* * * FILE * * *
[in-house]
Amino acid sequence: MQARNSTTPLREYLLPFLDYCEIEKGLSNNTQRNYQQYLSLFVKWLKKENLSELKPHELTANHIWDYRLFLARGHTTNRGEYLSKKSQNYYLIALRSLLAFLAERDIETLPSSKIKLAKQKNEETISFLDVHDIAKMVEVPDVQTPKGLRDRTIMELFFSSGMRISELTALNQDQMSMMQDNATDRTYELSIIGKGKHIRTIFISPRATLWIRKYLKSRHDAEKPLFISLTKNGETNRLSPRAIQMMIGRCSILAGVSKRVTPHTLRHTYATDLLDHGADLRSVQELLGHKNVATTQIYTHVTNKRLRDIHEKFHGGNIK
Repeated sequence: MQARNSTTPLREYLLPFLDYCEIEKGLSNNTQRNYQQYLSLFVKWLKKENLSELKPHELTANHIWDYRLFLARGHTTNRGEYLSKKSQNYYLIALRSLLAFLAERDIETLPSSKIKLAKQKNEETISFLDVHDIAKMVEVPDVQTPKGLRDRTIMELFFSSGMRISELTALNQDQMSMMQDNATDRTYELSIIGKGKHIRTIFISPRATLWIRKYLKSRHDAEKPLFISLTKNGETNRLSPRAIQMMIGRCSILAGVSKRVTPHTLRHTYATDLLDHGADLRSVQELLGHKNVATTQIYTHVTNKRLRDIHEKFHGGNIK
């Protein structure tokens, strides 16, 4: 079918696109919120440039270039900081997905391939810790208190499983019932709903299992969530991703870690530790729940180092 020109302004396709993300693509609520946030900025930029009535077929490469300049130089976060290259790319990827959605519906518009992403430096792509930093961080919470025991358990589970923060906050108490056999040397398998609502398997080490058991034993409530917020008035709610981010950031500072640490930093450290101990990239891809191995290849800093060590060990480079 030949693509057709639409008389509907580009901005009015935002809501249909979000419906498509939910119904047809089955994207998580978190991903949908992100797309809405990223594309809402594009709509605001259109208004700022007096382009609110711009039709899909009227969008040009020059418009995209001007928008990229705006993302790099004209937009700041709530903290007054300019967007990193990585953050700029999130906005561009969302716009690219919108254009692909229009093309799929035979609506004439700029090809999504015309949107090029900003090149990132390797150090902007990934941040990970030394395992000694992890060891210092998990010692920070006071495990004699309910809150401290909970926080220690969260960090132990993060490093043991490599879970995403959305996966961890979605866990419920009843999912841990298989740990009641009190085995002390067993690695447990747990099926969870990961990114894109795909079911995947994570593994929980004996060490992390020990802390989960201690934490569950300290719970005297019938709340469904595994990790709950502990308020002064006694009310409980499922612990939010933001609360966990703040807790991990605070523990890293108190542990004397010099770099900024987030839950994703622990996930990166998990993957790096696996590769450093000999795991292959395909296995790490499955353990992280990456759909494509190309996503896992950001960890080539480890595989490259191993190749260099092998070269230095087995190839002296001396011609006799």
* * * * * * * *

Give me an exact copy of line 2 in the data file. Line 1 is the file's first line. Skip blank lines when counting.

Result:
Amino acid sequence: MQARNSTTPLREYLLPFLDYCEIEKGLSNNTQRNYQQYLSLFVKWLKKENLSELKPHELTANHIWDYRLFLARGHTTNRGEYLSKKSQNYYLIALRSLLAFLAERDIETLPSSKIKLAKQKNEETISFLDVHDIAKMVEVPDVQTPKGLRDRTIMELFFSSGMRISELTALNQDQMSMMQDNATDRTYELSIIGKGKHIRTIFISPRATLWIRKYLKSRHDAEKPLFISLTKNGETNRLSPRAIQMMIGRCSILAGVSKRVTPHTLRHTYATDLLDHGADLRSVQELLGHKNVATTQIYTHVTNKRLRDIHEKFHGGNIK